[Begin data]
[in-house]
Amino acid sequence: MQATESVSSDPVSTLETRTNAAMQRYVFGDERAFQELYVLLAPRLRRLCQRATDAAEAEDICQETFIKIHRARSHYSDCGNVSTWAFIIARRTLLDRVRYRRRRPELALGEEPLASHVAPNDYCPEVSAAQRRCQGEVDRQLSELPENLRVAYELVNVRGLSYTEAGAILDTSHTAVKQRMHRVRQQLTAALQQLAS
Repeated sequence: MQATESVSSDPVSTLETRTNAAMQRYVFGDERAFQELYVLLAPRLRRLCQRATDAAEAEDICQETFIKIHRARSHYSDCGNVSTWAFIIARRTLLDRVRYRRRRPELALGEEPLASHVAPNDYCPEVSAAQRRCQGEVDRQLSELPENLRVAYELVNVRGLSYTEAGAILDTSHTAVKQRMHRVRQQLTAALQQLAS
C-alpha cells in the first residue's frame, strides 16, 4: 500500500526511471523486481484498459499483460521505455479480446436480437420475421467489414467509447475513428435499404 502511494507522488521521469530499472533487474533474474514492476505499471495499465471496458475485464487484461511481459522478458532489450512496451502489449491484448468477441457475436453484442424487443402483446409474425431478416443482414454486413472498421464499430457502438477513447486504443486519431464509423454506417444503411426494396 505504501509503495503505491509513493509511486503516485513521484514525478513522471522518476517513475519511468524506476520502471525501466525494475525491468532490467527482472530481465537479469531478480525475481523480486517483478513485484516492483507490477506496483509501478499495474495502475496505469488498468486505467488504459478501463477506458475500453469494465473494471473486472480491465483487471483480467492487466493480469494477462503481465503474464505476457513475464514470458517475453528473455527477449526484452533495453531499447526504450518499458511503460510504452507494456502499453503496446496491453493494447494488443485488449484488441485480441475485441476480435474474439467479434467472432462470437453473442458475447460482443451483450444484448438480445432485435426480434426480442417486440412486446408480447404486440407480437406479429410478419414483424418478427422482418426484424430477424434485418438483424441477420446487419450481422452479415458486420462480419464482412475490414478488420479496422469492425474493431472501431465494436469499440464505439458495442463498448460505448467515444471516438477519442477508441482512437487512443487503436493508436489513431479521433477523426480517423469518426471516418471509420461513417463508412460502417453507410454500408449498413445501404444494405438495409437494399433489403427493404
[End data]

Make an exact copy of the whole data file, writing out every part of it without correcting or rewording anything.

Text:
[in-house]
Amino acid sequence: MQATESVSSDPVSTLETRTNAAMQRYVFGDERAFQELYVLLAPRLRRLCQRATDAAEAEDICQETFIKIHRARSHYSDCGNVSTWAFIIARRTLLDRVRYRRRRPELALGEEPLASHVAPNDYCPEVSAAQRRCQGEVDRQLSELPENLRVAYELVNVRGLSYTEAGAILDTSHTAVKQRMHRVRQQLTAALQQLAS
Repeated sequence: MQATESVSSDPVSTLETRTNAAMQRYVFGDERAFQELYVLLAPRLRRLCQRATDAAEAEDICQETFIKIHRARSHYSDCGNVSTWAFIIARRTLLDRVRYRRRRPELALGEEPLASHVAPNDYCPEVSAAQRRCQGEVDRQLSELPENLRVAYELVNVRGLSYTEAGAILDTSHTAVKQRMHRVRQQLTAALQQLAS
C-alpha cells in the first residue's frame, strides 16, 4: 500500500526511471523486481484498459499483460521505455479480446436480437420475421467489414467509447475513428435499404 502511494507522488521521469530499472533487474533474474514492476505499471495499465471496458475485464487484461511481459522478458532489450512496451502489449491484448468477441457475436453484442424487443402483446409474425431478416443482414454486413472498421464499430457502438477513447486504443486519431464509423454506417444503411426494396 505504501509503495503505491509513493509511486503516485513521484514525478513522471522518476517513475519511468524506476520502471525501466525494475525491468532490467527482472530481465537479469531478480525475481523480486517483478513485484516492483507490477506496483509501478499495474495502475496505469488498468486505467488504459478501463477506458475500453469494465473494471473486472480491465483487471483480467492487466493480469494477462503481465503474464505476457513475464514470458517475453528473455527477449526484452533495453531499447526504450518499458511503460510504452507494456502499453503496446496491453493494447494488443485488449484488441485480441475485441476480435474474439467479434467472432462470437453473442458475447460482443451483450444484448438480445432485435426480434426480442417486440412486446408480447404486440407480437406479429410478419414483424418478427422482418426484424430477424434485418438483424441477420446487419450481422452479415458486420462480419464482412475490414478488420479496422469492425474493431472501431465494436469499440464505439458495442463498448460505448467515444471516438477519442477508441482512437487512443487503436493508436489513431479521433477523426480517423469518426471516418471509420461513417463508412460502417453507410454500408449498413445501404444494405438495409437494399433489403427493404